Spotify have appealed against the Copyright Royalty Boards new rates but they say they support the increased streaming rates.
The US Copyright Royalty Board (CRB) have defined the new royalty rate that services will legally be required to pay out for music. The amendment to rates, which was finalised last month, will see mechanical royalties paid out to songwriters grow by at least 44% in the US between 2018 and 2022.
The rise in rates would affect all on-demand streaming services in paying out more per stream. But many of the biggest streaming services in the US have appealed against the decision, including; Spotify, Amazon, Google, and Pandora.
So why are music streaming services against artists and publishers getting paid more per stream in an industry that has quickly become the primary source of music for their country? In a new blog post Spotify have outlined their position to try and clarify why they are appealing against the decision.
Spotify insist that despite their appeal they do want songwriters to be paid more, saying: “The industry needs to continue evolving to ensure that the people who create the music we all love – artists and songwriters – can earn a living. The question is how best to achieve that goal.”
So why are they appealing? Spotify say that the CRB structure is “complex and there were significant flaws in how it was set”. Their particular concern, according to their statements, is that it will be apparently “very difficult” for music services to offer ‘bundles’ of music and non-music offerings. They insist that this is a key element in acquiring new subscribers to “keep growing the revenue pie for everyone”.
They have given vague terms on when they will be willing to support the increase in songwriter royalties.
“Music services, artists, songwriters and all other rightsholders share the same revenue stream, and it’s natural for everyone to want a bigger piece of that pie. But that cannot come at the expense of continuing to grow the industry via streaming. The CRB judges set the new publishing rates by assuming that record labels would react by reducing their licensing rates, but their assumption is incorrect. However, we are willing to support an increase in songwriter royalties provides the license encompasses the right scope of publishing rights.”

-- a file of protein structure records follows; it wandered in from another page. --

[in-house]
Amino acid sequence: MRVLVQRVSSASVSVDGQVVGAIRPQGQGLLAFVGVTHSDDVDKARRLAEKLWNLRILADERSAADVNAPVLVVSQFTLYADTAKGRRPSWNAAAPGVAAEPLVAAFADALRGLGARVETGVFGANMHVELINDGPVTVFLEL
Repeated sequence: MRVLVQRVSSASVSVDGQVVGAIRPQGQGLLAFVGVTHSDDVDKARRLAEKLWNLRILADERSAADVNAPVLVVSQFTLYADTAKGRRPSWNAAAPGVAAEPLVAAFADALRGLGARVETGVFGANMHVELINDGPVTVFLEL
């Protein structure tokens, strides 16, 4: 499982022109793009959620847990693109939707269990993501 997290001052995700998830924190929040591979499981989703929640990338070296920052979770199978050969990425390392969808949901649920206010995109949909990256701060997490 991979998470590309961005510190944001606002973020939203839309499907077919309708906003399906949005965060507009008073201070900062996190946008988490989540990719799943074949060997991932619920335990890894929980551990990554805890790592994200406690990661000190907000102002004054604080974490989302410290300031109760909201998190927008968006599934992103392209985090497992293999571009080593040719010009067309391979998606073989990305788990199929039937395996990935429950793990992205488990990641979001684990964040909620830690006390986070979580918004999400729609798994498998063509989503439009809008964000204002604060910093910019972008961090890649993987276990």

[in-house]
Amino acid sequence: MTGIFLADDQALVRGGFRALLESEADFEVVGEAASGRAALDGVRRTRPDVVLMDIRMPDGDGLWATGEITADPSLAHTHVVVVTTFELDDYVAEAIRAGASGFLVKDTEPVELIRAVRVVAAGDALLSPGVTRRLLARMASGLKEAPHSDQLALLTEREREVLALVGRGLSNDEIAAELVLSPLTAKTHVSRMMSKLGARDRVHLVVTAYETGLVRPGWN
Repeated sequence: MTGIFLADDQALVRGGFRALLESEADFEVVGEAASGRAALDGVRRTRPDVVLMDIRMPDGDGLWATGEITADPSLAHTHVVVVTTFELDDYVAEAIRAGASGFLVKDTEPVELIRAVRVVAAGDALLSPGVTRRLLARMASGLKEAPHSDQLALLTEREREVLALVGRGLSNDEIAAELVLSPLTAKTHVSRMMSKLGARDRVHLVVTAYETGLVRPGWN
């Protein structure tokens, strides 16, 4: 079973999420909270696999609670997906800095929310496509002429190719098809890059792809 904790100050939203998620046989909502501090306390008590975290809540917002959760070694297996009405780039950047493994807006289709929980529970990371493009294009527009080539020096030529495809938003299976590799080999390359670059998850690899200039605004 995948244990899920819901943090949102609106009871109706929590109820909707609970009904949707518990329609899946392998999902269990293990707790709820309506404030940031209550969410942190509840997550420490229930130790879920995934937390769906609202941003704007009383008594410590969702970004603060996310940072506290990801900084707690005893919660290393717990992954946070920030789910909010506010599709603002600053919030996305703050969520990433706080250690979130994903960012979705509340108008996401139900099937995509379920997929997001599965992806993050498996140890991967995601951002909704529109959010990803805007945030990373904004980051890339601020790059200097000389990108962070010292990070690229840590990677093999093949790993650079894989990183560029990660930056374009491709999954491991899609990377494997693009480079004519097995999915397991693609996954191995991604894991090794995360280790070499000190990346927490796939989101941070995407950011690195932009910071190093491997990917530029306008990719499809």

However, referring to the assumption that record labels would reduce their licensing rates, the NMPA president and CEO has refuted that as “one giant lie”. Speaking to Music Business Worldwide, David Israelite said: “I’m sure a PR team spent a great deal of time and energy crafting a statement to try to deceive artists and songwriters. They must think artists and songwriters are stupid. They are not.”
He continues: “The CRB ordered a rate increase for songwriters. Spotify is against it. It really is that simple.” Apple Music are the most notable service who seem to have accepted the decision and not made an appeal.
Israelite congratulated them, saying: “We thank Apple Music for accepting the CRB decision and continuing its practice of being a friend to songwriters. While Spotify and Amazon surely hope this will play out in quiet appellate courtroom, every songwriter and every fan of music should stand up and take notice. We will fight with every available resource to protect the CRB’s decision.”
Spotify bizarrely claim that the National Music Publishers Association have also appealed against the CRB’s new royalty rates. We will see how the appeals of major streaming services plays out over the coming weeks. It looks like it might get messy.